Step by Step Guide on Exploring the Legal Rights in Cheque Bounce Cases

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In India, check bounce situations are fairly prevalent. A cheque is a bill of exchange made on a specific banker and payable upon demand. When a check is presented for payment but is unable to clear due to factors like insufficient funds in the account, the check’s validity having expired, among other things, or overwriting, it is said to have bounced or been dishonoured. 

A check is considered to have bounced for a variety of reasons, including overwriting, inadequate account balance, and expired check validity. According to the Supreme Court, check bounce claims are extremely frequent. When a check is returned unpaid, the drawee bank is required to send a “Cheque Return Memo” right away to the payee’s banker, stating the reason why. A bounced check notice is a formal document that explains why the party wasn’t paid right away.

Within three months of the check’s date, the holder or payee is free to reissue it. Here, we’ll attempt to analyse the various legal rights at stake in cases of check bounces.

Negotiable Instruments Act, 1881- Section 138

The main legal framework for issues involving bounced checks is this section. Below is a breakdown of the rights and options available in cases of check bounces:

Resubmission of the Cheque:

At Cheque bounce case, the issuer of the check has the chance to fix the problem that caused it and can then demand that the payee resubmit the check for clearance. Within three months after the date the check bounced, this action may be performed. By sending a cheque return memo” that includes the reasons why the money on the check was not paid, the bank notifies the recipient of the cheque that the cheque has bounced. A person must submit the check to the bank within three months of the date it was issued in order to make a claim that is valid; 

Demand Notice:

The beneficiary of the check has the option to send a demand notice to the cheque issuer if the check bounces again. Typically, the demand notice requests that the issuer transfer the required amounts within 15 days. The recipient has the right to protest under Section 138 of the Negotiable Instruments Act if the issuer doesn’t comply. Within 30 days of receiving the bank’s bounced check, this demand notification must be submitted. In the event that a good justification is offered, the court may take the delay into account.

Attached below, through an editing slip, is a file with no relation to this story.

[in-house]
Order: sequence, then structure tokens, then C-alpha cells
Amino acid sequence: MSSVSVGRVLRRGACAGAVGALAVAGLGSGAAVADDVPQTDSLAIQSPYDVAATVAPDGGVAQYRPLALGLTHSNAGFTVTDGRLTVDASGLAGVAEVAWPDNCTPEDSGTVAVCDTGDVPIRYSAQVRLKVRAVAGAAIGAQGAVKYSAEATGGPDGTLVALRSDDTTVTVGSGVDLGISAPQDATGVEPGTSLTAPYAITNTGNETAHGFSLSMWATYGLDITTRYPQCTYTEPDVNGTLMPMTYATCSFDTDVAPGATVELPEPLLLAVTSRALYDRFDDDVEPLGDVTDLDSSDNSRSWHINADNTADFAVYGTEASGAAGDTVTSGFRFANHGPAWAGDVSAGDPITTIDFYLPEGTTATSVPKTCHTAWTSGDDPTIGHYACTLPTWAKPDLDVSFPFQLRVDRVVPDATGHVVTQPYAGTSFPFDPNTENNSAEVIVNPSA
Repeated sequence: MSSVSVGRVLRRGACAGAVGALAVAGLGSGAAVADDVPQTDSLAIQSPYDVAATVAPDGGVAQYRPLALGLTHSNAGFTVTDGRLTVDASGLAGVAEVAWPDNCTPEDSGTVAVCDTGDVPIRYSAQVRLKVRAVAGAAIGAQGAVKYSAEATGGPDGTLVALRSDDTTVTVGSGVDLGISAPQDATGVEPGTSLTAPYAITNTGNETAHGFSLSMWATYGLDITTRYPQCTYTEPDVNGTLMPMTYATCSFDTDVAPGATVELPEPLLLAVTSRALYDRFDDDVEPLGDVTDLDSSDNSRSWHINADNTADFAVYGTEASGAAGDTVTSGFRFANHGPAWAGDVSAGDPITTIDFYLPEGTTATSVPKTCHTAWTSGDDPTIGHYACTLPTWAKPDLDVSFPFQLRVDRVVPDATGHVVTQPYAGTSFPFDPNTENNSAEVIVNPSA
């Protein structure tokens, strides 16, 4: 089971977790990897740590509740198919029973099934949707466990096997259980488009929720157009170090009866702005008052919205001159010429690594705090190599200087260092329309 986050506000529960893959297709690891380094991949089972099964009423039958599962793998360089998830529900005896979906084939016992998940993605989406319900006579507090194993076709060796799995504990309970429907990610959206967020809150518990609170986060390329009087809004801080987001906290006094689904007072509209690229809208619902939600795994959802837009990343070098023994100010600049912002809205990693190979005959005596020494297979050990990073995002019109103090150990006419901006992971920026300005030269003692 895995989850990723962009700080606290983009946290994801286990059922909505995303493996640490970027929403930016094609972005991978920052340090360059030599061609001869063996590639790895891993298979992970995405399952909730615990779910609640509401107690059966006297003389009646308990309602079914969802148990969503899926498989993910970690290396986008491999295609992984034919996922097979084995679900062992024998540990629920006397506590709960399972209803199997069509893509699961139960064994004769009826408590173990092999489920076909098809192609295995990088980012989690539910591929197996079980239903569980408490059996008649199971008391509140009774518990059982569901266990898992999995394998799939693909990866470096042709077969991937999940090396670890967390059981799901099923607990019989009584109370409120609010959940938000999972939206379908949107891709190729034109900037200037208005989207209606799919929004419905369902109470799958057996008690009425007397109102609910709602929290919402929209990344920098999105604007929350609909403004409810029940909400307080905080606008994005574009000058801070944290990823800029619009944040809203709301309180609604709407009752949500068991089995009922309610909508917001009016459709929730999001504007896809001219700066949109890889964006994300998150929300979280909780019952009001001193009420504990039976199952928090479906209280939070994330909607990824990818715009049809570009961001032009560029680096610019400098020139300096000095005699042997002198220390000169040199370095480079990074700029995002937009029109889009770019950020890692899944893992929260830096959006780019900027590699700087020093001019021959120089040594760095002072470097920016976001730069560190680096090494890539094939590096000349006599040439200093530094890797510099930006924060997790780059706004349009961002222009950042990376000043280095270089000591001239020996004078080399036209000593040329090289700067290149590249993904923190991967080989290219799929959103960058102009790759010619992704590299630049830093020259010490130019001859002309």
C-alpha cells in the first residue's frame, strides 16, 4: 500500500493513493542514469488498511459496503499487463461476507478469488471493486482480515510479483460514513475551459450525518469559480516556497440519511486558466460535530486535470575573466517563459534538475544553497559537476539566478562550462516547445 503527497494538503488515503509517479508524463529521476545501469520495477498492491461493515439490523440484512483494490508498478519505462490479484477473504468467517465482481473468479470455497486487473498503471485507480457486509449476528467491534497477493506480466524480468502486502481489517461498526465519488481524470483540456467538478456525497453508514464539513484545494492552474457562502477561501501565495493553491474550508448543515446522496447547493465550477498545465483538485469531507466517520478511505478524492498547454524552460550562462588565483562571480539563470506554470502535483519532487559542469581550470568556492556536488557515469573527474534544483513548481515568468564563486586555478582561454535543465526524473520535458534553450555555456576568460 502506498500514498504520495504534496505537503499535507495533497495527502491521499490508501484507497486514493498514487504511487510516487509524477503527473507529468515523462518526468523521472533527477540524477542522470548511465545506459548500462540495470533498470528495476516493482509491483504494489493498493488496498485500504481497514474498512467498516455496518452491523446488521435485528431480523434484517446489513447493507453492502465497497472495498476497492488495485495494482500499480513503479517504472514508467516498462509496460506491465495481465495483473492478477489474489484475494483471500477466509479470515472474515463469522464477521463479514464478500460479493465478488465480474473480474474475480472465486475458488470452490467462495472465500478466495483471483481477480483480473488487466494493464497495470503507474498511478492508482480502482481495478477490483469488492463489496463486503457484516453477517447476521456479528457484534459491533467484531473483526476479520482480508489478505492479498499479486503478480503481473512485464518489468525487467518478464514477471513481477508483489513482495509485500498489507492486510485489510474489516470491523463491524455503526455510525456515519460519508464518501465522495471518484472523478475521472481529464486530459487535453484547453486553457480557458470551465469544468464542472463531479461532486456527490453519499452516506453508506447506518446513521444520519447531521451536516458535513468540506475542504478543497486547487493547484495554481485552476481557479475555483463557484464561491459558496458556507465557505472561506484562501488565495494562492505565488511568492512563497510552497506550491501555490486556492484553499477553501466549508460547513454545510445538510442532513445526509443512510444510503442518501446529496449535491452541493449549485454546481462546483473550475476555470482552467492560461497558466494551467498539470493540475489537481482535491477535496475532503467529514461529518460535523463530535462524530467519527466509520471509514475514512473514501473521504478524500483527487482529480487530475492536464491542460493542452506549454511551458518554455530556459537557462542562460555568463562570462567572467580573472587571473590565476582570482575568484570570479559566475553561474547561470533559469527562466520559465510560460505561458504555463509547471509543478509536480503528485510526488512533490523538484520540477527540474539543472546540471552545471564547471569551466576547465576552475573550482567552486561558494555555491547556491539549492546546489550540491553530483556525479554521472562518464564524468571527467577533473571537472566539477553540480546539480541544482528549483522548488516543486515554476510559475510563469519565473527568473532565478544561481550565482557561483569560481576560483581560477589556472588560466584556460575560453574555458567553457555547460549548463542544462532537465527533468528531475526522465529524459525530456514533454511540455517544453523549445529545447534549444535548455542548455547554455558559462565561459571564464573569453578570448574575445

Filing a Complaint:

The recipient has the option of filing a complaint with the courts within 30 days if the check’s issuer has not responded to the demand notice or complied with the conditions of the transaction. The courts with jurisdiction over the case are those situated in the places where the check was drawn, presented, and/or returned by the bank. A company can be the target of a complaint made under Section 138. The important thing to remember is that Section 138 of the Negotiable Instruments Act does not apply to checks that are issued as gifts.

An Alternative Civil Complaint:

The complaint’s character is similar to that of a criminal complaint, which may result in the defaulter being punished with jail time but frequently does not lead to the beneficiary of the bounced check receiving his rightful compensation. Therefore, it would be wise for the beneficiary to file a separate civil lawsuit to recover the money owed to him.

A summary lawsuit under Order 37 of the Code of Civil Procedure, 1908, may be filed to accomplish this. A summary lawsuit is different from a regular civil lawsuit in that the defendant does not have the right to self-defense. Additionally, the defendant must first get authorization from the court in order to be allowed to defend himself. Only in the context of situations involving recovery are summary lawsuits permitted. In order to recover the money in cases of cheque bounce, a summary lawsuit may be filed.

 

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